Changes in oxygen tension affect cardiac mitochondrial respiration rate via changes in the rate of mitochondrial hydrogen peroxide production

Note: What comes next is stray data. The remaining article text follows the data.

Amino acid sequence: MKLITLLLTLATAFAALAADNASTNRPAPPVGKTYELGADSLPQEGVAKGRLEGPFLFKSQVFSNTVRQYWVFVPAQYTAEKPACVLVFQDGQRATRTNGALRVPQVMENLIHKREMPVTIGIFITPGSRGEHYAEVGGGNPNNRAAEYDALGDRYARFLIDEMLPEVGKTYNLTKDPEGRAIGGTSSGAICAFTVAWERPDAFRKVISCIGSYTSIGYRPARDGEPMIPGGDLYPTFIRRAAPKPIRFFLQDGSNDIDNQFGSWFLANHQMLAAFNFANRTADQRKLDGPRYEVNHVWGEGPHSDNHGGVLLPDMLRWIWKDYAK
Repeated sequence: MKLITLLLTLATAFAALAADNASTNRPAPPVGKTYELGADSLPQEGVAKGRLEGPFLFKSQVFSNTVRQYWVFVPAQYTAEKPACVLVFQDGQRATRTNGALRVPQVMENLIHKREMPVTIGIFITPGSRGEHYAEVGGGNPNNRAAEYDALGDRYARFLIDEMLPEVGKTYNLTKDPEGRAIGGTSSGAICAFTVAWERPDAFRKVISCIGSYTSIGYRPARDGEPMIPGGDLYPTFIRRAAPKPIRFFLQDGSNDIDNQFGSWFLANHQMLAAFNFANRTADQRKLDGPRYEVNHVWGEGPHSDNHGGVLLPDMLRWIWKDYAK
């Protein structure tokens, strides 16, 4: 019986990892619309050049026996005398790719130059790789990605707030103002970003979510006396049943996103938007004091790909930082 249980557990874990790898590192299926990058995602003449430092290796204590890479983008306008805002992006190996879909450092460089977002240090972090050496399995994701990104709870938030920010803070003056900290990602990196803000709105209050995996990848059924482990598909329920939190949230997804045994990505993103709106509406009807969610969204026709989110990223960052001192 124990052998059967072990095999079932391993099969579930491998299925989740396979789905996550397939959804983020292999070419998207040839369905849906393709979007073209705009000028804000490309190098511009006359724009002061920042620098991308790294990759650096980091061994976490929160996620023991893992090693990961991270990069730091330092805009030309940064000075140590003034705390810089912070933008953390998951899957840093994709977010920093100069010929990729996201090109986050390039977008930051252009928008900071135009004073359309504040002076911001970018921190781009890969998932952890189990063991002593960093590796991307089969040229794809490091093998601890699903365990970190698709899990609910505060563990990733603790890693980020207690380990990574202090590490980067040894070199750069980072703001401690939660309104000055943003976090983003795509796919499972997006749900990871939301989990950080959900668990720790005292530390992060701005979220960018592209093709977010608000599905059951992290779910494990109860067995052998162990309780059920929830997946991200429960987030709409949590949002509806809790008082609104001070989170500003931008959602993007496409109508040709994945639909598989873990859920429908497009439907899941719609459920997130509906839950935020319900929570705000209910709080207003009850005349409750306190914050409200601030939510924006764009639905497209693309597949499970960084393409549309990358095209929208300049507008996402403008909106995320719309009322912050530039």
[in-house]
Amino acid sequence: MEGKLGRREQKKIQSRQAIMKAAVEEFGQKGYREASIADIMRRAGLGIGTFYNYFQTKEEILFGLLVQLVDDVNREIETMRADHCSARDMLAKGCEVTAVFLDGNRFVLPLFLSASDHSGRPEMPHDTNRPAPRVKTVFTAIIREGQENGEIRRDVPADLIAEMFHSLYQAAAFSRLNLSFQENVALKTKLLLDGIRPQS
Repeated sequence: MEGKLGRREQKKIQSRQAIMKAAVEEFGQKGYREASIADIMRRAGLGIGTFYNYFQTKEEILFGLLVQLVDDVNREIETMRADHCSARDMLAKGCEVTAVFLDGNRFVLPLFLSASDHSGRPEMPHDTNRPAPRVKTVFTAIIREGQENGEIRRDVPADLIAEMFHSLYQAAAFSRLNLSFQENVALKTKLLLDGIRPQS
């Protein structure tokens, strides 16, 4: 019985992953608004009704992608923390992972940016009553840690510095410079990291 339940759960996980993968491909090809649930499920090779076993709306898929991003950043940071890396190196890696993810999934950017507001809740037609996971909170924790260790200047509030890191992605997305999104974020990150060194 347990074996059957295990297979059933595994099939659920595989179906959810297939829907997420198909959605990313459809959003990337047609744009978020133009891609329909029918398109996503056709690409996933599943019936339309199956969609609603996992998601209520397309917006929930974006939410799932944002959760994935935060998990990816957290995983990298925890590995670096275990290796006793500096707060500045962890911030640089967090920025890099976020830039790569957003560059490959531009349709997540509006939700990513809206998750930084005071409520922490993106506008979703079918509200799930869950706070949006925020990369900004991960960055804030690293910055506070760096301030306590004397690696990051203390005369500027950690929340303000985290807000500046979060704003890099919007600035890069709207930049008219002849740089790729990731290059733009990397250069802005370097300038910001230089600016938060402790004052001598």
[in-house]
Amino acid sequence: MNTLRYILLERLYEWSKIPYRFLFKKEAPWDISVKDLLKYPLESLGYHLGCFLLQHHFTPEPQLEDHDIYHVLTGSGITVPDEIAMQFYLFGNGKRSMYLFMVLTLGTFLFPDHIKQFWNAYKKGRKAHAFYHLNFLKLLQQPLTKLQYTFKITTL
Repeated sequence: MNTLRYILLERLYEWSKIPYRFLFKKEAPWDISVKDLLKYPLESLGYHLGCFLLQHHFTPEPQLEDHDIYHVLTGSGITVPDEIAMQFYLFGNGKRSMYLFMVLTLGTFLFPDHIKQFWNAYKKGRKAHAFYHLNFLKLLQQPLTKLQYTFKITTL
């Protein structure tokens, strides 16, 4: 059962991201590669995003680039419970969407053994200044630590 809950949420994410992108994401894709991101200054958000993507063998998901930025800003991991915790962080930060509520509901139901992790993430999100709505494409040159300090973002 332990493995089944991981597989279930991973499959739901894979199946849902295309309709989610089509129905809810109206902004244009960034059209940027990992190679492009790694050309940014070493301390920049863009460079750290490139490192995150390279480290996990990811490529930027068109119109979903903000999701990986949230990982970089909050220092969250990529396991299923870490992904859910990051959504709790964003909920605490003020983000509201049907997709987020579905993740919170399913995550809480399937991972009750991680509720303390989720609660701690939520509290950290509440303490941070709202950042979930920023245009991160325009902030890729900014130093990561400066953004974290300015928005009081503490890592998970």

The capacity of mitochondria to respond to changes in oxygen delivery has the potential to affect the ability of the heart to tolerate decreased oxygen delivery. Respiration by mitochondria is typically regarded as independent of oxygen tension (pO2) until critically low oxygen concentrations limit the activity of cytochrome oxidase. Paradoxically, there is evidence that cellular and mitochondrial oxygen consumption (respiration) can decline at oxygen tensions well above this critical pO2. We tested the hypothesis that oxygen sensitive decreases in mitochondrial hydrogen peroxide production can decrease cardiac mitochondrial respiration rate. Consistent with previous work, an acute decline in pO2 from 146 mm Hg to 10-13 mm Hg in less than 10 min did not affect mitochondrial respiration rate. In contrast, sustained incubation of mitochondria at a pO2 of 10-13 mm Hg for 30 min caused a 50% decrease in mitochondrial respiration rate. This decrease in mitochondrial respiration rate was mimicked by incubation with the hydrogen peroxide scavenger catalase and the decrease in mitochondrial respiration rate was fully reversible by reintroducing oxygen or by adding hydrogen peroxide. Incubation at low pO2 was also associated with a decreased rate of mitochondrial reactive oxygen species production. These findings indicate that oxygen-dependent decreases in the rate of mitochondrial hydrogen peroxide production can decrease cardiac mitochondrial respiration.
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